Example H.1

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JD Malana
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Joined: Wed Nov 16, 2016 3:02 am

Example H.1

Postby JD Malana » Tue Jul 04, 2017 1:37 am

In the third step of balancing the equation for the combustion of C6H14 + O2 > CO2 + H2O,
the final balanced equation is C6H14 + 19/2 O2 > 6 CO2 + 7 H2O...
Why/how is the fractional coefficient used for O2 19/2?
Is there a specific method/formula for determining what fractions to use?

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Re: Example H.1

Postby Sarah_Wilen » Tue Jul 04, 2017 7:58 am

To determine what fraction you need, what I would do is count up the oxygens (I need 19). 19 doesn't divide evenly, which is a problem because we have O2. So, I will do 19/2 because I know I need 19 Oxygens and I will "split" up the O2 to get 19 of them. In the end, I just multiply everything by 2 to cancel out the fraction.

A general rule for fractions I think would be, if there is a diatomic element, but you need an uneven number, you just see the number of that element you need and put it over 2.

Abby Ellstrom 1I
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Joined: Fri Sep 29, 2017 6:04 am

Re: Example H.1

Postby Abby Ellstrom 1I » Mon Oct 02, 2017 3:02 pm

Allowing for an improper fraction in your balanced equation makes it easier when initially balancing the equation so you don't have to do it in your head. However, a final balanced reaction should contain no fraction stoichiometric coefficients so simply multiply the entire equation by the denominator for your final answer.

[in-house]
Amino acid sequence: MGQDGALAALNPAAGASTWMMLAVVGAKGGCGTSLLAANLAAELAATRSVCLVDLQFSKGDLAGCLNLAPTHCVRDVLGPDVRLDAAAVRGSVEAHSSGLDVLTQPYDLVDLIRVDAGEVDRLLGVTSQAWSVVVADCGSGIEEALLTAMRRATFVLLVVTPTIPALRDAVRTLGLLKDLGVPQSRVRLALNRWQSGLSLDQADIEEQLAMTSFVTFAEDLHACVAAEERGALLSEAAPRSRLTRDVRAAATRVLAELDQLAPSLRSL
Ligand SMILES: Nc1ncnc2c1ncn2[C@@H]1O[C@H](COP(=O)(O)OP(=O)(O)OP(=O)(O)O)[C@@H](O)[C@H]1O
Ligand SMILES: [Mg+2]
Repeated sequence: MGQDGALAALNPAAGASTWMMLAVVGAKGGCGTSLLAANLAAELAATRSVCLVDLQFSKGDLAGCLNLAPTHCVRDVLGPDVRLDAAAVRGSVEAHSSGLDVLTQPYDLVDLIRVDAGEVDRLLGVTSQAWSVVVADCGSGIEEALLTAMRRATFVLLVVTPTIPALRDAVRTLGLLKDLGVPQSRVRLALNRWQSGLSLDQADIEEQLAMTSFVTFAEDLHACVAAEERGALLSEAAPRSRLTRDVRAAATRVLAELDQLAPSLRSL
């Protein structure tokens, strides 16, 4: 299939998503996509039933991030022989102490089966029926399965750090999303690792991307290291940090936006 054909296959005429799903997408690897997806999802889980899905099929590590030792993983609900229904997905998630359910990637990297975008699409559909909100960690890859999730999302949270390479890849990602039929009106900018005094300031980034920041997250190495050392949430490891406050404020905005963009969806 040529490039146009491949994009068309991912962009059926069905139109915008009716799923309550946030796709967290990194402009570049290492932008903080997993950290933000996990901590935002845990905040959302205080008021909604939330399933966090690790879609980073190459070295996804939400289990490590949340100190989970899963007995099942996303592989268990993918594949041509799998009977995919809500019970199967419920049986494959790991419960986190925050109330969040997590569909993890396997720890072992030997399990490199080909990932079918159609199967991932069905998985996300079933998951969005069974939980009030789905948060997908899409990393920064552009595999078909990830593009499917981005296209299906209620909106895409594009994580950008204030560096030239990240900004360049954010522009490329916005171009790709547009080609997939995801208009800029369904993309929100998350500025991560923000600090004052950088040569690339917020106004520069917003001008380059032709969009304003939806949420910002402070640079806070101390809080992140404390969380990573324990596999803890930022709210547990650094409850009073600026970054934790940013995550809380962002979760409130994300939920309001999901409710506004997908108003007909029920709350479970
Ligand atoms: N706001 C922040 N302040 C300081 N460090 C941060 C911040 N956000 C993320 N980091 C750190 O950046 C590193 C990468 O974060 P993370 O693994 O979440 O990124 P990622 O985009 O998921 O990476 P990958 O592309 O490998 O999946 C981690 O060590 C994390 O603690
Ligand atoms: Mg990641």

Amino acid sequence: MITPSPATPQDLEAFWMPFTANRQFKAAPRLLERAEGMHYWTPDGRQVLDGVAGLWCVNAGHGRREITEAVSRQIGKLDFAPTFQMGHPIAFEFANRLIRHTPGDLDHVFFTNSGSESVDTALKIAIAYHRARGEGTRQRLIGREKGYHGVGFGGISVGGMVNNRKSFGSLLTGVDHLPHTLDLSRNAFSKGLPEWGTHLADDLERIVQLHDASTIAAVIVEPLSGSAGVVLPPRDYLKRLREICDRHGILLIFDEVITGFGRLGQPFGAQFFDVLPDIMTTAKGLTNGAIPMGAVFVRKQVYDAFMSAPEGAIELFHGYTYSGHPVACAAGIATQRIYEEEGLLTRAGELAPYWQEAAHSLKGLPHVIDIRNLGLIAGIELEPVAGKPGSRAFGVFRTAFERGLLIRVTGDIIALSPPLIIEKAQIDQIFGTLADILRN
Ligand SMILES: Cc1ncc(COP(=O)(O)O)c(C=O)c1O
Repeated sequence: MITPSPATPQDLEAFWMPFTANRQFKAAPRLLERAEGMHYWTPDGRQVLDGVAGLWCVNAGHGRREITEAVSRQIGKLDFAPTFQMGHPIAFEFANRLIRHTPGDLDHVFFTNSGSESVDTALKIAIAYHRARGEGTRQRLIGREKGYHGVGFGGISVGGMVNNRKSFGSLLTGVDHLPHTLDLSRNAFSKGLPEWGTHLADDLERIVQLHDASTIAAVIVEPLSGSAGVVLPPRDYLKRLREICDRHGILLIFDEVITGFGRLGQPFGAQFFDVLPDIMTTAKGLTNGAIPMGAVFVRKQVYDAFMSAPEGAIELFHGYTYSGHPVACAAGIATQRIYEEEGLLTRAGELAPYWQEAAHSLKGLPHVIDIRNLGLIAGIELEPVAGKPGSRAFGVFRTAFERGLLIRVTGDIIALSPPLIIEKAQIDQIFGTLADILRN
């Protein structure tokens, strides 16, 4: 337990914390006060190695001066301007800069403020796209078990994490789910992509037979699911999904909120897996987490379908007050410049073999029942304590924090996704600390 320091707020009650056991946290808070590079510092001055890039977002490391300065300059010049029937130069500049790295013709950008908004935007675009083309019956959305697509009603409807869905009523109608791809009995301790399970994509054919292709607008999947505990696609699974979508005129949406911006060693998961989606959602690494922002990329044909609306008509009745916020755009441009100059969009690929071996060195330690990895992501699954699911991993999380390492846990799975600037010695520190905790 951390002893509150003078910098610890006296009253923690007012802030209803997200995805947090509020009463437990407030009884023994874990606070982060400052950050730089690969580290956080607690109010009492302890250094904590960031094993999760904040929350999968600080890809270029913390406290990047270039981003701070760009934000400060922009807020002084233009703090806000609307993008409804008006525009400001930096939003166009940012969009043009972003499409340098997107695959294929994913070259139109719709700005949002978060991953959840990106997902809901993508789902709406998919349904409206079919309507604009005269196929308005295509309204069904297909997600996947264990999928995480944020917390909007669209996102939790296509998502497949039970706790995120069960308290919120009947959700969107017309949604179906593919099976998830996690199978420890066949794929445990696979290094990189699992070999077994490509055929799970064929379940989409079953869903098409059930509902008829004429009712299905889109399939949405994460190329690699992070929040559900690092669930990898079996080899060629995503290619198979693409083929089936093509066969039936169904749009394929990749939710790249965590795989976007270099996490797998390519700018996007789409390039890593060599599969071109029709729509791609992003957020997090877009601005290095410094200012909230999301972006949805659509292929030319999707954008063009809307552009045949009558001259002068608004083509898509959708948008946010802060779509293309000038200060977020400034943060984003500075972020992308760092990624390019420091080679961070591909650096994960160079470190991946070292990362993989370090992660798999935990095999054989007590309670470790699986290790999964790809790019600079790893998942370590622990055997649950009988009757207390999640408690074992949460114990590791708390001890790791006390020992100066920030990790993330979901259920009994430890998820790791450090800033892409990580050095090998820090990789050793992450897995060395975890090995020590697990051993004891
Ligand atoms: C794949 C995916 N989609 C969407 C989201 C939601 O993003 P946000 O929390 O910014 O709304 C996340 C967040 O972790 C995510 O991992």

Madeline Musselman 3H
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Joined: Fri Sep 29, 2017 6:07 am

Re: Example H.1

Postby Madeline Musselman 3H » Thu Oct 05, 2017 8:43 am

When balancing a chemical equation, each side of the reaction needs to have an equal amount of stoichiometric coefficients. Therefore, sometimes the need for fractions is required in order to create the equal amount on both sides. However, fractions are not whole numbers so you would need to multiply the denominator to each coefficient on both sides of the reaction.

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